Politically incorrect film reviews – Outlaw and Made in England

Nick Love and Shane Meadows, two directors of white workingclass origin who like nothing better than to tell the world how much they empathise with the white workingclass world they grew up in. In pursuit of this they make films such as Football Factory (Love) and 24/7 (Meadows). As films their products are watchable but they are also profoundly dishonest. The problem is that both Love and Meadows have donned the liberal bigot coat of many pc colours and the white workingclass world they show is robbed of one essential ingredient: an honest portrayal of the racial friction between workingclass whites and black and Asian immigrants and their descendents.

The dishonesty takes one of two forms: race is either completely ignored (Football Factory) or the story is skewed so that (1) non-white characters are included in an attempt to show workingclass whites and nonwhites “living in harmony” and (2) to allow some of the white characters to be represented as racist boneheads and some to display a white liberal’s appreciation of “the joy of diversity”. Outlaw and Made in England display these latter traits.

Outlaw could have been an English taxi driver. It has a first rate cast which includes Sean Bean, Bob Hoskins and Danny Dyer. The story is of a group of men who form a vigilante gang in response to the supposed crime wave politicians are always feeding the populace. Bean as the leader of the vigilante group gives a dynamic charismatic performance as a workingclass northerner Royal Marine just returned from Iraq to London. . The rest of his gang bar one are entirely plausible, being white and working class Londoners. The “bar one” is a posh black QC who supposedly joins the group because his wife is killed by gangsters on behalf of a Mr Big whom the posh black QC is prosecuting for the Crown. The killer is inevitably white.

The sheer improbability of this scenario – white workingclass lad, posh black QC – alone made the film ridiculous. The clunking political correctness makes it wearisome : the Hoskins character (a serving detective) fawns over the black barrister whom he is part protecting part driving around, utterly robs Hoskins of his normal upfront bluntness, while the rest of the gang never think to say “’ere, what’s this posh black geezer doing with us?” The clear message of the film is that this is that race is utterly unimportant and that everyone no matter what their background is perfectly happy to muck in together and violent crime is really a white thing – none of the characters the gang attacks is non-white. The film is worth seeing for one reason as a film – Bean’s performance.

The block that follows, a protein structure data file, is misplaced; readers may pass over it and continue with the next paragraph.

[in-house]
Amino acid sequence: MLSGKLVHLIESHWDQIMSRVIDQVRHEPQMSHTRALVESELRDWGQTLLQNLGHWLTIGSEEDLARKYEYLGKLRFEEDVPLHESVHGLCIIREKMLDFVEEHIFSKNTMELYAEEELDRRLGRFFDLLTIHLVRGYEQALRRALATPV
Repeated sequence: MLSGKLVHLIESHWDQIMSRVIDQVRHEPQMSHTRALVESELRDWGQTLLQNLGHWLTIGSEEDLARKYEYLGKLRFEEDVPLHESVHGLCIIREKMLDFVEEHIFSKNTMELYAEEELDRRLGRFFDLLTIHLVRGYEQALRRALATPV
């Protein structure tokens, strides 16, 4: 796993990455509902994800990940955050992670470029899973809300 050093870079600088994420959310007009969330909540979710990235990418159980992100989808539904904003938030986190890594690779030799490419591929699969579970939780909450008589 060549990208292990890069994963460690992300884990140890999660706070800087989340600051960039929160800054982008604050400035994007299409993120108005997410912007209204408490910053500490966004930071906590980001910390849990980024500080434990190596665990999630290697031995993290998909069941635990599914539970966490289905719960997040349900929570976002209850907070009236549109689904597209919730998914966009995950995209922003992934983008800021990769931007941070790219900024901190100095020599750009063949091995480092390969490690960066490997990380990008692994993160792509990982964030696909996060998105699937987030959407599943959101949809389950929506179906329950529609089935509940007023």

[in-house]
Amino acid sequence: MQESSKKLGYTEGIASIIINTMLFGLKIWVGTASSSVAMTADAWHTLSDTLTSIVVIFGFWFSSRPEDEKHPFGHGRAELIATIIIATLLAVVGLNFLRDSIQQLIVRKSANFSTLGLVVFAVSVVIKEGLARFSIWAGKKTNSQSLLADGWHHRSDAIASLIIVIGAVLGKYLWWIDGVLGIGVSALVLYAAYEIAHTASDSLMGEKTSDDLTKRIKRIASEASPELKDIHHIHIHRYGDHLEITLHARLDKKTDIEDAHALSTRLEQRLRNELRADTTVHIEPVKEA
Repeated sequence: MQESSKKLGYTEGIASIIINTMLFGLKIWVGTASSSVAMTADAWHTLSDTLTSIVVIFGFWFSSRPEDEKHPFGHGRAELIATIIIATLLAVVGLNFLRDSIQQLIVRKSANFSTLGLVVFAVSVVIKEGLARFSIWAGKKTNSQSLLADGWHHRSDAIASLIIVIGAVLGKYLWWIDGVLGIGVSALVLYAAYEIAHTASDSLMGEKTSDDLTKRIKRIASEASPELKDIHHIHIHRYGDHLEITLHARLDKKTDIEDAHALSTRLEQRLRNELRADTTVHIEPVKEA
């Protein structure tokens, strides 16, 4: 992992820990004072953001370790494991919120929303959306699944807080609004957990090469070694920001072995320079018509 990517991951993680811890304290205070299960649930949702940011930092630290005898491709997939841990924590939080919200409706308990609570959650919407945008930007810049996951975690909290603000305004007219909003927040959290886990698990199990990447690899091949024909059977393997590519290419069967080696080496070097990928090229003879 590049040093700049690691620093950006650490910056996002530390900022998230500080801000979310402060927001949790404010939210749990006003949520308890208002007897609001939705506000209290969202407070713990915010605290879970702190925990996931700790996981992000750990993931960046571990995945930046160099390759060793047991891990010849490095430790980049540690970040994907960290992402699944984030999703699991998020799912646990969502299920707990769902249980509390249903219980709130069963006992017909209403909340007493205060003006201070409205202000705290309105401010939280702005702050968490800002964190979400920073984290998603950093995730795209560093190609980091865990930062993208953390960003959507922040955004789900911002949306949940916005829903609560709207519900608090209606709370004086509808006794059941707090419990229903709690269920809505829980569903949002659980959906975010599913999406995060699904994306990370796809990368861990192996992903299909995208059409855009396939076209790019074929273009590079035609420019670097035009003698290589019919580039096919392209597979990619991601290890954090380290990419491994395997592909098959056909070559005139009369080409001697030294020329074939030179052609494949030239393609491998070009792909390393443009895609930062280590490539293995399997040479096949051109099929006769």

Made in England is rather more subtle. Here we have a skinhead gang in Lincolnshire around the time of the Falklands (1982). The gang , led by “good guy” Woody ( Joe Gilgun) adopt an eleven year old boy Shaun (Thomas Tugoose) whose father has been killed fighting in the Falklands. The gang, despite being skinhead, has a black member (natch). Meadows attempts to justify this improbable scenario by claiming that the roots of the skinhead phenomenon lay in white boys taking a liking to black music in the late sixties. Whether that is true or not, by the early eighties skinhead culture was resolutely anti-immigrant and the existence of a gang of skinheads who not only have a black member but never mention race even when the black member is not with them, is improbable in the extreme.

All goes along swimmingly in a multi-culti fashion until an ex-con Combo (Stephen Graham) returns from prison and tries to take over the gang and inject a racial element into it. He merely splits the gang between himself and Woody. Bingo! We have the “good” skinheads (Woody) and the “bad” skinheads Combo and the trite little pc agitprop piece is then played out to show how the “bad” skinheads are violent thickos and not at all representative of England while the “good” skinheads are the real English deal, all bubbling with enthusiasm for “the joy of diversity. The film ends clankingly with the Shaun symbolically tossing his flag of St George into the sea. Despite its agitprop by numbers nature, this film does have some very strong performances from the main actors, especially Tugoose who gives one of the great child actor performances.